For Great Pictures-
To Find out More
From the Ziggurat of Nanna to the fabled hanging gardens of Babylon, humans have been growing plants on roofs.
1914-Switzerland has one of Europe’s oldest green roofs, created in 1914 at the Moos lake water-treatment plant, Wallishofen, Zürich. Its filter-tanks have 30,000 square metres (320,000 sq ft) of flat concrete roofs. To keep the interior cool and prevent bacterial growth in the filtration beds, a drainage layer of gravel and a 15 cm (6 in) layer of soil was spread over the roofs, which had been waterproofed with asphalt.
1961: Berlin, Germany
Reinhard Bornkamm, a researcher at Berlin’s Free University, publishes his work on green roofs.
Today, it is estimated that about 10% of all German roofs have been “greened.”
1969: GENO Haus: Stuttgart, Germany
The Styrofoam base of this government-sponsored green roof remained functional until it was replaced in 1990.
Landscape architects Gerda Gollwitzer and Werner Wirsing publish Roof Areas Inhabited, Viable, and Covered by Vegetation, an early treatise on modern green roofs.
1975: Mainz, Germany
The Landscape Research, Development & Construction Society, which has established widely followed green-roof standards, is founded.
1983- Outside of Germany the City of Linz in Austria has been paying developers to install green roofs since 1983 and in Switzerland it has been a federal law since the late 1990s. In the UK their up-take has been slow but a number of cities have developed policies to encourage their use, notably in London and Sheffield.
1986: Hundertwasser Haus: Vienna, Austria
Friedensreich Hundertwasser’s public housing project in Vienna features trees and flowers on the building’s roof and balconies.
1993: Nine Houses: Dietikon, Switzerland
Architect Peter Vetsch builds nine concrete residences buried in earth and grass.
1995: Fukuoka Prefectural International Hall: Fukuoka, Japan
Emilio Ambasz transposes a 100,000-square-foot park in the city center onto 15 terraces of a new government building.
1997: Gap Headquarters: San Bruno, CA
William McDonough creates eco-friendly headquarters for the Gap, including a 69,000-square-foot green roof.
After seeing green roofs in Germany, Mayor Richard M. Daley directs municipal funds toward green-roof development.
1998: Washington, D.C.
The U.S. Green Building Council creates the LEED rating system; green roofs can contribute toward up to six points on the 69-point system.
1999-What is believed to be the world’s first green roof botanic garden was set up in Augustenborg, a suburb of Malmö, in May 1999. The International Green Roof Institute (IGRI) opened to the public in April 2001 as a research station and educational facility. (It has since been renamed the Scandinavian Green Roof Institute (SGRI), in view of the increasing number of similar organisations around the world.
1999: Toronto, Canada
Green Roofs for Healthy Cities, an organization of public and industry groups, is formed to promote the construction of green roofs in North America.
2000: Church of Jesus Christ of Latter Day Saints: Salt Lake City
Olin Partnership’s terraced green roof includes a three-acre meadow.
2001: Chicago City Hall: Chicago
William McDonough and landscape architects Conservation Design Forum install the country’s first municipal green roof on Chicago’s city hall. One of the largest expanses of extensive green roof is to be found in the USA, at Ford Motor Company‘sRiver Rouge Plant, Dearborn, Michigan, where 42,000 square metres (450,000 sq ft) of assembly plant roofs are covered with sedum and other plants, designed by William McDonough. Built over Millennium Park Garage, Chicago’s 24.5-acre (99,000 m2) Millennium Park is considered one of the largest intensive green roofs.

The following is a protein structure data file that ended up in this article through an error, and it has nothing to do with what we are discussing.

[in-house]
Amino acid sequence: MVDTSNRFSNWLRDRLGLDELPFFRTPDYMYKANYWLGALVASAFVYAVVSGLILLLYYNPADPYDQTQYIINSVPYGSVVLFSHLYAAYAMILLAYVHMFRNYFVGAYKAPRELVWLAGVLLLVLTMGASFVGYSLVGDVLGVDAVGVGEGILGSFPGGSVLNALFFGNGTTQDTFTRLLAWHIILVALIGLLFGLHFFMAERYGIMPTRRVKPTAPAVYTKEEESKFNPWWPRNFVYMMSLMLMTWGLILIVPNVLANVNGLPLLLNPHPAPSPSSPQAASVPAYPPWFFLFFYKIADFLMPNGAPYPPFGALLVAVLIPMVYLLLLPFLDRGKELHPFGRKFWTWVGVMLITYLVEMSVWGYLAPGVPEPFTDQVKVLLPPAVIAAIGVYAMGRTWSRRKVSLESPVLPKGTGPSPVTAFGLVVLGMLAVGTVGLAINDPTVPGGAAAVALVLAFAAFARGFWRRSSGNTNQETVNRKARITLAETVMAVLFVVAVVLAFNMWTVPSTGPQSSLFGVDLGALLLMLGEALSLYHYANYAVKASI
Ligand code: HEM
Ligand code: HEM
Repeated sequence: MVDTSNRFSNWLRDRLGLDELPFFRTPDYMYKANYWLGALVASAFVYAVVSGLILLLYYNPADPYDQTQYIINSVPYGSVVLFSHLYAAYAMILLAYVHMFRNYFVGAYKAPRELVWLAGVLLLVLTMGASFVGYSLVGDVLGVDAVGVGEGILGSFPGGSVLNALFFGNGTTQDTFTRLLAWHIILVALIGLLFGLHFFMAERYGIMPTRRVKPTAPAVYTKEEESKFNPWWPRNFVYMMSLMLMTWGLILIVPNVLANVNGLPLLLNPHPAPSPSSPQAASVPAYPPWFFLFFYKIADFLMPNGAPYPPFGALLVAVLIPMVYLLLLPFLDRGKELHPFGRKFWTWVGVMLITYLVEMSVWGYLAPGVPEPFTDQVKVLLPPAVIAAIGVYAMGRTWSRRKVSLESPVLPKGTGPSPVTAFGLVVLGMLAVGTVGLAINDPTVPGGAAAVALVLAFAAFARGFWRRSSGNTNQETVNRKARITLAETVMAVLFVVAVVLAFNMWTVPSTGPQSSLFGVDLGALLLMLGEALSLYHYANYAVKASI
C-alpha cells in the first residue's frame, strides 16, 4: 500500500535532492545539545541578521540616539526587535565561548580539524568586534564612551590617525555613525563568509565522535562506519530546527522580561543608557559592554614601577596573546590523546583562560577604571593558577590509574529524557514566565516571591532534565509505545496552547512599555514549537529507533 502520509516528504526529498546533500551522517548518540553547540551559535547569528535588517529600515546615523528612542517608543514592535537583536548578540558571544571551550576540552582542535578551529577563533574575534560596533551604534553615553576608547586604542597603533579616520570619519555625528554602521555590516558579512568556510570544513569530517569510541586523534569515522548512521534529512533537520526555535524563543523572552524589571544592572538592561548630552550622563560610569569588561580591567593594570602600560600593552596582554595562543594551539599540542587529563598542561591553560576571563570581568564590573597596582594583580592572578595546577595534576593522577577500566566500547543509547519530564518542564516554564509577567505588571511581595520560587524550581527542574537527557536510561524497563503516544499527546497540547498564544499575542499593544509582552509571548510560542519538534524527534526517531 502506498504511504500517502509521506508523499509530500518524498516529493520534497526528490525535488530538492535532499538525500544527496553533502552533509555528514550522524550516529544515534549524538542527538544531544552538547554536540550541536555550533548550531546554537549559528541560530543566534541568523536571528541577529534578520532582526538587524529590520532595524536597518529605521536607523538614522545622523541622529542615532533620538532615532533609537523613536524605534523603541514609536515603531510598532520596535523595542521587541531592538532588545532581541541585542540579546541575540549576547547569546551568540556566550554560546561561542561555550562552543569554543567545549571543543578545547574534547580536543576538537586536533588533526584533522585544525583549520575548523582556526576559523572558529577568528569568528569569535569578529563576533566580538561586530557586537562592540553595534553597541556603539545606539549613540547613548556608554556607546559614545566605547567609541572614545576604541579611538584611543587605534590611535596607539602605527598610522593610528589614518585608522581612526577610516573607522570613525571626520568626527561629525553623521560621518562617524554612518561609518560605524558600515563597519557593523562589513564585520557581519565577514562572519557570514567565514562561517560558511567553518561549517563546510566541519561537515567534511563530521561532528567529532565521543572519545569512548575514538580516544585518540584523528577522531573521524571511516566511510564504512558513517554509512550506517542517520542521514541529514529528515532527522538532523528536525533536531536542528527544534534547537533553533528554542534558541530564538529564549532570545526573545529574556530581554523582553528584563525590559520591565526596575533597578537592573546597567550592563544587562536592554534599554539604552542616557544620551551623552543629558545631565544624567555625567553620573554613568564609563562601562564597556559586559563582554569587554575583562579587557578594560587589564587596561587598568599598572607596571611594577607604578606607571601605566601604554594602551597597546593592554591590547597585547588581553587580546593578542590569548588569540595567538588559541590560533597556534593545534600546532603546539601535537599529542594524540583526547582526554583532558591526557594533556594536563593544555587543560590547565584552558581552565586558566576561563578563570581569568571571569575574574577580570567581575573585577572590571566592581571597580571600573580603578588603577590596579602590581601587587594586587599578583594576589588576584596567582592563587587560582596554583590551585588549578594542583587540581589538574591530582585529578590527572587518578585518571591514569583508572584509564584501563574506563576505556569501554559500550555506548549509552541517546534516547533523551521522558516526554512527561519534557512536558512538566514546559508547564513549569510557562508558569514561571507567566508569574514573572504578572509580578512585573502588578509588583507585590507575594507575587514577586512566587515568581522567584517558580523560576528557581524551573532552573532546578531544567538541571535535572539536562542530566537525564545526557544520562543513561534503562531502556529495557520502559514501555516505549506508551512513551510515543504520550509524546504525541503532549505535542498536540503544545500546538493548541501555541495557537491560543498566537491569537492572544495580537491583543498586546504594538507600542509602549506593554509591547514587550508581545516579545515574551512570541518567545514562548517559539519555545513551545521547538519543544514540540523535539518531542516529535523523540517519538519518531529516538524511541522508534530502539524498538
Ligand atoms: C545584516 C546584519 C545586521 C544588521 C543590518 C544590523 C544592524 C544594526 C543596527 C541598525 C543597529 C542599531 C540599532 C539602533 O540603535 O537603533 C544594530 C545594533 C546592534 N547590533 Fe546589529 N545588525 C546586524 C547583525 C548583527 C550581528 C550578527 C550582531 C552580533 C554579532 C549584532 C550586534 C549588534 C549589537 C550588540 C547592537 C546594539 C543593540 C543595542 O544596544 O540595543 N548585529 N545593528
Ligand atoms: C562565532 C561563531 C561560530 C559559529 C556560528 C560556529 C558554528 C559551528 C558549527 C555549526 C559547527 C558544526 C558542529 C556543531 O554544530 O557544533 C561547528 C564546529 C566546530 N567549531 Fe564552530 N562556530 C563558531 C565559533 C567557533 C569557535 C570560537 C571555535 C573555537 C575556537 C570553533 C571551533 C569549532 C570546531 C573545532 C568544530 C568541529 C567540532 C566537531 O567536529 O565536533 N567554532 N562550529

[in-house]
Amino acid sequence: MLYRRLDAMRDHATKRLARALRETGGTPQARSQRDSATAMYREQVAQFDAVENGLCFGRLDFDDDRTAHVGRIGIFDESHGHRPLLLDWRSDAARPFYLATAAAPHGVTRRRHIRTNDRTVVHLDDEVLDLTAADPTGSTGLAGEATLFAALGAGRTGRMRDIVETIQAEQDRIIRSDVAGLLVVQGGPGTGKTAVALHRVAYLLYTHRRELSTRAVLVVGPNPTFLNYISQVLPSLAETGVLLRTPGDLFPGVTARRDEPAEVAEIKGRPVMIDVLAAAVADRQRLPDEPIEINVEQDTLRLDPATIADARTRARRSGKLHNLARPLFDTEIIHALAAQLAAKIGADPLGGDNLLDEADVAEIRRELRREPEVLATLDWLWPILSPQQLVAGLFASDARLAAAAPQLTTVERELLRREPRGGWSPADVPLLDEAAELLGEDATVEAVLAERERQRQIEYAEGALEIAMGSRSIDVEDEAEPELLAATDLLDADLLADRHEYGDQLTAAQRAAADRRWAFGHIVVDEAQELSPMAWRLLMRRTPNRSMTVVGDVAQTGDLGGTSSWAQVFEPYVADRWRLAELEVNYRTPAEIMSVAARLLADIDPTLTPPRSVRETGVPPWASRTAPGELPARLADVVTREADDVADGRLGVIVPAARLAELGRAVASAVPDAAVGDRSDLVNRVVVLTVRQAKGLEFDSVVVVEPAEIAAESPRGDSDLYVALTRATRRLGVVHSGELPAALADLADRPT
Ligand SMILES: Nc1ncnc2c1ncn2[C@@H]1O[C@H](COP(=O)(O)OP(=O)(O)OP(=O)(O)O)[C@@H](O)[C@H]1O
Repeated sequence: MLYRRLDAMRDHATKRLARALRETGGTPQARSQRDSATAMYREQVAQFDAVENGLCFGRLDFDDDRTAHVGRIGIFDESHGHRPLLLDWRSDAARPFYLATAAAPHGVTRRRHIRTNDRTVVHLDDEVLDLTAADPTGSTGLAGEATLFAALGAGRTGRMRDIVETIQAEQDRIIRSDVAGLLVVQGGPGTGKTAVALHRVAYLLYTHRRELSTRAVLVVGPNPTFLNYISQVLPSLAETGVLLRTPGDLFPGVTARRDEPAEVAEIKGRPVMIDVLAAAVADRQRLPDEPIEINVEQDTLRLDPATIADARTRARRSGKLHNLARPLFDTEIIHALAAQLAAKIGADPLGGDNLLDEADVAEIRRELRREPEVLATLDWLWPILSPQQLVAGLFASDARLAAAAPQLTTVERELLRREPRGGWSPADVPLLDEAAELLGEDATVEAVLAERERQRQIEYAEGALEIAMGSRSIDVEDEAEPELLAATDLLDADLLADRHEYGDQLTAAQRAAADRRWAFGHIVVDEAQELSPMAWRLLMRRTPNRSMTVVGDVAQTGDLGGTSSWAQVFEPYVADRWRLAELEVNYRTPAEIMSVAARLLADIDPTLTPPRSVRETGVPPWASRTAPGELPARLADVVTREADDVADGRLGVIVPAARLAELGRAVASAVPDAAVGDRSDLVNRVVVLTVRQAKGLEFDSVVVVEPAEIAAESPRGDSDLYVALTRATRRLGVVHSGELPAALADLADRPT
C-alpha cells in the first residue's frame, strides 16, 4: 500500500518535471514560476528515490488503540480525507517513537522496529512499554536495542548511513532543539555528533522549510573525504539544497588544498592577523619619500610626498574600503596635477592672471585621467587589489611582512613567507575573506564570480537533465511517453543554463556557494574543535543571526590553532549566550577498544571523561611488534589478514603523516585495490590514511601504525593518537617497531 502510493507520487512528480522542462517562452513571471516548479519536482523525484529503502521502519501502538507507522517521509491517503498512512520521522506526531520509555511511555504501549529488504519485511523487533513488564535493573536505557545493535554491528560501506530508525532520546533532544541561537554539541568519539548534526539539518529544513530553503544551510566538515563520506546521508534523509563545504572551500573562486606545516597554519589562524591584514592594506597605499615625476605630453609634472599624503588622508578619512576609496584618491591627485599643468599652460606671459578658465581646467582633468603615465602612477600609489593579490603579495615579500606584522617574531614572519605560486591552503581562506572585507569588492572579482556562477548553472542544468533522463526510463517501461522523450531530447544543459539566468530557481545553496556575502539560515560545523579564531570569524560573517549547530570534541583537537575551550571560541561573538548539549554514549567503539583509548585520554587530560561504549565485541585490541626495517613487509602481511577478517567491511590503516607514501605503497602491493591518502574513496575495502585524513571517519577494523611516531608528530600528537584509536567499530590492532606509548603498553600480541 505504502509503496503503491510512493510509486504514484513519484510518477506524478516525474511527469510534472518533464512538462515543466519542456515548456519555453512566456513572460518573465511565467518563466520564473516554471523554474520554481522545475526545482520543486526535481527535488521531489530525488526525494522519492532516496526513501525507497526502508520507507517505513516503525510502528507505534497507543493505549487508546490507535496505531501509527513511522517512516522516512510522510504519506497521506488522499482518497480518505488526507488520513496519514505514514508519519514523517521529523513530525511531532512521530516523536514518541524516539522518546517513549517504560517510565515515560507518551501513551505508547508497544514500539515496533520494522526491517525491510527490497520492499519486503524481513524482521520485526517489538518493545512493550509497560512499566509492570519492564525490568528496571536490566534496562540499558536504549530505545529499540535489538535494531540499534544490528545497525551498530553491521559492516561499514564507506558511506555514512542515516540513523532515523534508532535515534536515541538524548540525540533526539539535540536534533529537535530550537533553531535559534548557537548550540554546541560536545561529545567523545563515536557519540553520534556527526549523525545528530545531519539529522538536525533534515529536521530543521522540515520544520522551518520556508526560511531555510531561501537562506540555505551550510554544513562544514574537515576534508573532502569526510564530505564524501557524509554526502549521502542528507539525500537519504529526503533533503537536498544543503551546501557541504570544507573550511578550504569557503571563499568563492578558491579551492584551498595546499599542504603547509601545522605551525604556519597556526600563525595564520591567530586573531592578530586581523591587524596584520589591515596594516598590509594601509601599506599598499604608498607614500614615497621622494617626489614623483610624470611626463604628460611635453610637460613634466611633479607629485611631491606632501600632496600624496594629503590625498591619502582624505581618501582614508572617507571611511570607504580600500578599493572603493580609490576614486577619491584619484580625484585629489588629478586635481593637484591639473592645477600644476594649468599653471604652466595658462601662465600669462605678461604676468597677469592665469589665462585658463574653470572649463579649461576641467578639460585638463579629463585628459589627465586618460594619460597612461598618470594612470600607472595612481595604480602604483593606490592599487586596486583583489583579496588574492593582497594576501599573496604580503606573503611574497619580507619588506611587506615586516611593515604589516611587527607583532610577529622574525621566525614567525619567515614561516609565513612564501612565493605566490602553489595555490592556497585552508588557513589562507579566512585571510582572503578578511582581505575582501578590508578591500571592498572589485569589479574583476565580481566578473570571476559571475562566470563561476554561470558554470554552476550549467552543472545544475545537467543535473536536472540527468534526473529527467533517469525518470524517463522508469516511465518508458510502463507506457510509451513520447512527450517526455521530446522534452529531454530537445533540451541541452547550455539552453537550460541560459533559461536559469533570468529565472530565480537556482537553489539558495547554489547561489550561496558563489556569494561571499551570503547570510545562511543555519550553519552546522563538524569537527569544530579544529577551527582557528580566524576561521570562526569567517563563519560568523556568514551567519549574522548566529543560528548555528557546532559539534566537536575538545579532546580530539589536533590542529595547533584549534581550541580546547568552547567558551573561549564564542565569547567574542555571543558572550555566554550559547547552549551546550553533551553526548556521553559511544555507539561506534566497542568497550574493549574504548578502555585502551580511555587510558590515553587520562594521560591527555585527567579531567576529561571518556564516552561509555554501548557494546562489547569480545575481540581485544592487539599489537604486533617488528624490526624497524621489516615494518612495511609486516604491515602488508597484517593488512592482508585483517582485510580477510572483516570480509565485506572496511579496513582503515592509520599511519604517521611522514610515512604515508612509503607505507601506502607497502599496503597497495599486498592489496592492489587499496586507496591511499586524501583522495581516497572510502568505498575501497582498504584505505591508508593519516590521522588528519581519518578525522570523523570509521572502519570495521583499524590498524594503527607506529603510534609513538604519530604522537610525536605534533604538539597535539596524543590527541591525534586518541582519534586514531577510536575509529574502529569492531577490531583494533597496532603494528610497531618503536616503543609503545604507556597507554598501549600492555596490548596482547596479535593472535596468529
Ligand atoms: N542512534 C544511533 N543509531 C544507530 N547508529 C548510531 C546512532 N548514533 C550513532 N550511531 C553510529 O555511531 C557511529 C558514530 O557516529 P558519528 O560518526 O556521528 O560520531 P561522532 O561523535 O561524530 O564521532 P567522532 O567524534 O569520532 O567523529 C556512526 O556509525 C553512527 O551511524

2003: Atlanta City Hall: Atlanta
The green roof on Atlanta’s city hall becomes the first municipally owned one in the Southeast.
2003: Ford Rouge Center: Dearborn, MI
William McDonough plants one of the largest green roofs in the world on Ford’s assembly plant, which now attracts ecotourists.
2003: The Solaire: New York
The first green residential high-rise in North America, designed by Rafael Pelli with landscape architect Diana Balmori, includes two green roofs.
2004: Millennium Park: Chicago
One of the largest green roofs in the world, the park extends 24.5 acres over underground parking garages.
2008: Bank of America Tower at One Bryant Park: New York
The first Platinum LEED high-rise office building will include a 4,500-square-foot green roof on a connecting building.
2008– The new California Academy of Sciences building in San Francisco‘s Golden Gate Park has a green roof that provides 2.5 acres (10,000 m2) of native vegetation designed as a habitat for indigenous species, including the threatened Bay checkerspot butterfly. According to the Academy’s fact sheet on the building, the building consumes 30-35% less energy than required by code.
- Ecoroof Program. City of Portland, Oregon. www.cleanrivers-pdx.org/clean_rivers/ecoroof.htm
- Emory Knoll Farms. Supplier of plants and plant expertise for extensive green roof systems. www.greenroofplants.com
- Ford Motor Company. Green roof of 10.4 acres at Dearborn Truck Plant final assembly building. http://www.ford.com/en/company/about/corporateCitizenship/principlesProgressPerformance/our-actions/rouge-environment.htm
- Greengrid. Flexible green roofing system. www.greengridroofs.com
- Green Roofs: The greenroof industry resource portal. www.greenroofs.com
- Green Roofs for Healthy Cities. Network of public and private organizations. www.greenroofs.org
- Greening Gotham: A Project of the Earth Pledge Green Roofs Initiative. www.GreeningGotham.org
- Roof Gardens: History, Design, and Construction. Theodore Osmundson, FASLA. W.W. Norton and Company, Inc., New York. 1999.
- Roofscapes, Inc. Green technology for the urban environment. www.roofmeadow.com